The subject of relative VOC reactivity has attracted a fair degree of attention in the coatings industry, and has actually been incorporated in one existing regulation - California's statewide aerosol VOC rule. This matter of VOC "availability" may not be as well known but, as Wendoll points out, has figured in air-quality rulemaking deliberations involving other products that are sources of VOC emissions.

In fact, a recently enacted national regulation on VOCs in consumer products exempts certain compounds from reporting requirements based on very low vapor-pressure levels - 0.1 millimeters of mercury at 20degC. or less. Such low-volatility compounds, the EPA said, "evaporate at such a low rate that they do not enter the air to any appreciable degree." In other words, they are "unavailable" to react with other compounds to form ozone.

No such exemption exists among VOC regulations affecting coatings, although some VOCs used in coatings would fall below the vapor-pressure threshold included in the consumer-products regulation, Wendoll says.

During a recent interview, Wendoll explained that the atmospheric availability of VOCs to combine with nitrogen oxides and form ozone can be affected significantly by the VOC's "removal" from the atmosphere by absorption or deposition. For example, he said, VOC absorption by water, vegetation or the ground can prevent the VOC from being present long enough to be a reactivity factor. Included in the types of VOCs that can be absorbed this way, he said, are solvents such as ethylene glycol, propylene glycol and Texanol (ester alcohol) - common coalescent solvents in coatings that are easily absorbed by water.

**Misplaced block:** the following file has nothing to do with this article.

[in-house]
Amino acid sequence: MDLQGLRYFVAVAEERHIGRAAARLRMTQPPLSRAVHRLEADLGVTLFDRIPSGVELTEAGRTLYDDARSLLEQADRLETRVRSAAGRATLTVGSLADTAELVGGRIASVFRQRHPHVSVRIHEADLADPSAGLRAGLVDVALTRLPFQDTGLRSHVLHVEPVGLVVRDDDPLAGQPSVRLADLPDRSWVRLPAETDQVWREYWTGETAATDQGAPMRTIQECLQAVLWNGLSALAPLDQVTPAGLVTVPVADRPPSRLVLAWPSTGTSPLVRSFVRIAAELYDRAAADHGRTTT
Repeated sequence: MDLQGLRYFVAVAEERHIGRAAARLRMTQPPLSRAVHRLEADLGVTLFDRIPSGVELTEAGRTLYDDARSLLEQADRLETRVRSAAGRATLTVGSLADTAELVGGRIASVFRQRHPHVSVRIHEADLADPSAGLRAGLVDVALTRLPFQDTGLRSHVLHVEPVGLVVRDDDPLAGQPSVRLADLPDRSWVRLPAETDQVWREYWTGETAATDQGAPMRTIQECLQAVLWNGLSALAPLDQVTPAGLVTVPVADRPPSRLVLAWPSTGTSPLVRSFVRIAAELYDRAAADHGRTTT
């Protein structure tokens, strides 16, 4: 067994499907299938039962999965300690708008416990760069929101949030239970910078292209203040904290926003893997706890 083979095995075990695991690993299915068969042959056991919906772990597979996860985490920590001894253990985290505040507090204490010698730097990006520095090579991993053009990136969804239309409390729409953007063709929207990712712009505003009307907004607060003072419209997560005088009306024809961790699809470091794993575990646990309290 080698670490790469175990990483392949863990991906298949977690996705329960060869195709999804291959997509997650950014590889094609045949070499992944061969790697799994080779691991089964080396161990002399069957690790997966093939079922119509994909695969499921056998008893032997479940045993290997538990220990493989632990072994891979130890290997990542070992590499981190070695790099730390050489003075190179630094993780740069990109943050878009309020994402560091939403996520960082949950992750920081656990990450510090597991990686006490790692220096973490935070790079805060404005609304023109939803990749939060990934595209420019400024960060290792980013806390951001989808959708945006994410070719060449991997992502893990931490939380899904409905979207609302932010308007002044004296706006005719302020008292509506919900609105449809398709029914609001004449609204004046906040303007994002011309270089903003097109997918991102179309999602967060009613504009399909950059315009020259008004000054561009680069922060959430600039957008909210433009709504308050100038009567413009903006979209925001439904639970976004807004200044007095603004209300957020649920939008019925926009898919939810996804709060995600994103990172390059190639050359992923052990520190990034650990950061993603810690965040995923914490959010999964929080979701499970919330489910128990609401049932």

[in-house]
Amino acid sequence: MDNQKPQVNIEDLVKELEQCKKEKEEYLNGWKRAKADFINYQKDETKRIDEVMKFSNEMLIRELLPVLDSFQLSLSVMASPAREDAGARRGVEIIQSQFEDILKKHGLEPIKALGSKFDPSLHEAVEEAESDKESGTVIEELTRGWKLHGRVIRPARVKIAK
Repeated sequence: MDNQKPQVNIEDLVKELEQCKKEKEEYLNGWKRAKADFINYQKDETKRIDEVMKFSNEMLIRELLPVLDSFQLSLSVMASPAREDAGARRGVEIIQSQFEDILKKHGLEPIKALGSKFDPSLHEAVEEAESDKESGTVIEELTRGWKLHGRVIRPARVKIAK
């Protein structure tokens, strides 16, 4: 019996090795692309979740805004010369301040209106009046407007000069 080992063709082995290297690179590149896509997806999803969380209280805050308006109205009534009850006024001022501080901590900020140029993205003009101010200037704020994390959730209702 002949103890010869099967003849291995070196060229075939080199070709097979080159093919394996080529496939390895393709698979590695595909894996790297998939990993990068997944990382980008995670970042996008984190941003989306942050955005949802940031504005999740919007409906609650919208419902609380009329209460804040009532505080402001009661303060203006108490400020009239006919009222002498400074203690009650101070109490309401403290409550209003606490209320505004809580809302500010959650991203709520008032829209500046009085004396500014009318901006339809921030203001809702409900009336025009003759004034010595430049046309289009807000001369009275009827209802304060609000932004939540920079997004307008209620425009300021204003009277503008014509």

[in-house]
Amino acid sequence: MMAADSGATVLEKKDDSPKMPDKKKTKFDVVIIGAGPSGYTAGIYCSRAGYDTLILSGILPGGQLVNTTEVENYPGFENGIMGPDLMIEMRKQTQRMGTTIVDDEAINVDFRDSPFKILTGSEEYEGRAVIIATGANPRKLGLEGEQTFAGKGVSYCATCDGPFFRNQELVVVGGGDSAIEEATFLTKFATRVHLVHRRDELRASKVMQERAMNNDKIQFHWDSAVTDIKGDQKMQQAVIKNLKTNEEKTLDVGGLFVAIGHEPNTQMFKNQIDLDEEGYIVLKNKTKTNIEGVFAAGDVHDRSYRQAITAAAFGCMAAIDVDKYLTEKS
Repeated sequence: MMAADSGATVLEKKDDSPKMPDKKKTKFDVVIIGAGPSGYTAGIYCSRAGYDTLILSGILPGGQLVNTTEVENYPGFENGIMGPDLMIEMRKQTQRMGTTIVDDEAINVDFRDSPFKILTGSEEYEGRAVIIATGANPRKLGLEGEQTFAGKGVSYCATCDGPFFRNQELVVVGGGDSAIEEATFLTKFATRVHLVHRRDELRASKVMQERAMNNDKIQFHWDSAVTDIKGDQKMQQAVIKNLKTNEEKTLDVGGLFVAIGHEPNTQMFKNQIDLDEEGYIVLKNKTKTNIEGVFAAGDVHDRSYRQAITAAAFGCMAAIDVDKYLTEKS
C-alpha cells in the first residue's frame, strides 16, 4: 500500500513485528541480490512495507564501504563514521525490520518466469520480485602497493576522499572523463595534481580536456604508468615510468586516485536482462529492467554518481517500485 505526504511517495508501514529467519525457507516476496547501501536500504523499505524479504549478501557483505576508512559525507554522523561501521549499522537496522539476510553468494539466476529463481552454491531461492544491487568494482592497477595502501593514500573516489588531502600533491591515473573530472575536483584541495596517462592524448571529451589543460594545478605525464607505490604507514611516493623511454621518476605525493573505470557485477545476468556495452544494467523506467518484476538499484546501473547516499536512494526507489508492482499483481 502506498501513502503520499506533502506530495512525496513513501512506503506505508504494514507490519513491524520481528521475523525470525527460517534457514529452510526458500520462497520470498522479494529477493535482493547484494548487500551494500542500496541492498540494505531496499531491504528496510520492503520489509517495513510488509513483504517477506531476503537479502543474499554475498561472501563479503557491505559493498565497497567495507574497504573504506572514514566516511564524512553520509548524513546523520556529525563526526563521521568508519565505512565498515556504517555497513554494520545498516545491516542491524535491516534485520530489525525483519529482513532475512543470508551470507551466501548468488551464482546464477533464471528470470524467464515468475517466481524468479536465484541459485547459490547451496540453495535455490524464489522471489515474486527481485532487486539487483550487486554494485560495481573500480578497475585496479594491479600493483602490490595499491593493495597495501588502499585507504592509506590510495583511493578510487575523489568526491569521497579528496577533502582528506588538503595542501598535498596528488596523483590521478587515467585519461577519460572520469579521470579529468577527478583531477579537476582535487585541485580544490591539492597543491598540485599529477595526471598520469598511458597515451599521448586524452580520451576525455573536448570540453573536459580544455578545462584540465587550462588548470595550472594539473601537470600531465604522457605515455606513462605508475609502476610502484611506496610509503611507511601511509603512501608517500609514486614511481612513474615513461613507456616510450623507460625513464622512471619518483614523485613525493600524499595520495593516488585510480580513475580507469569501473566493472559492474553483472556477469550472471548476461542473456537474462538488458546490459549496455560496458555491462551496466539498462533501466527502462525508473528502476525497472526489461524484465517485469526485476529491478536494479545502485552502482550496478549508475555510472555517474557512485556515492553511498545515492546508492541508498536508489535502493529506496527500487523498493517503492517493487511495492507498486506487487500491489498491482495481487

Research Could Cast Doubt on Effectiveness
of Existing 'Mass-Based' VOC Rules

For industries such as coatings manufacturing, this science of reactivity and availability could, in theory, translate into the development of a new breed of air-quality regulation - rules based not strictly on "mass-based" VOC controls that aim simply to reduce total VOC emissions, but controls that would treat specific compounds differently, based on their actual contribution - or lack of - to ground-level ozone pollution.

Before any such new-age regulations can emerge, however, there is the trifling matter of empirical evidence - demonstrating how such reactions do or do not occur and the types of atmospheric conditions that are at work. That's where NARSTO can play a significant role, Wendoll says.

A year ago, NARSTO issued a report called "An Assessment of Tropospheric Ozone Pollution," which reviewed progress in the scientific research on ozone-related air-quality problems. The report raised the question of whether reactivity-based controls on VOC emissions may be more effective than so-called "mass-based" controls, particularly in reducing ozone levels in urban areas.

NARSTO also created a panel called the Relative Reactivity Working Group, which was given a mission "to develop policy-relevant science to guide decision-making on how to regulate VOCs most effectively," Wendoll said.